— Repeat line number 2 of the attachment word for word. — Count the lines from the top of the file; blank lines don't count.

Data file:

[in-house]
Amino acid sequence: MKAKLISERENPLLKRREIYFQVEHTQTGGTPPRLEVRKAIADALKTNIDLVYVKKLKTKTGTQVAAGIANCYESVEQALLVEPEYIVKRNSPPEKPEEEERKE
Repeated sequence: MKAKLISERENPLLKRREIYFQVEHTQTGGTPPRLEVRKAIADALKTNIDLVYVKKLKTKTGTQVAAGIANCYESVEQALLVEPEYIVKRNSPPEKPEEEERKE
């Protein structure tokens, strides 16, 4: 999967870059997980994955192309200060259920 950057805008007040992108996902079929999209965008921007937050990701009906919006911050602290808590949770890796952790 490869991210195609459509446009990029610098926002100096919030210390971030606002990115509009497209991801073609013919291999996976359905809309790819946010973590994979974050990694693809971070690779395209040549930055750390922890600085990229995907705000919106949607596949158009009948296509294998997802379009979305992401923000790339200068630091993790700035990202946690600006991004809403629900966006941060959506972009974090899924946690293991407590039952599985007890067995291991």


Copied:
Amino acid sequence: MKAKLISERENPLLKRREIYFQVEHTQTGGTPPRLEVRKAIADALKTNIDLVYVKKLKTKTGTQVAAGIANCYESVEQALLVEPEYIVKRNSPPEKPEEEERKE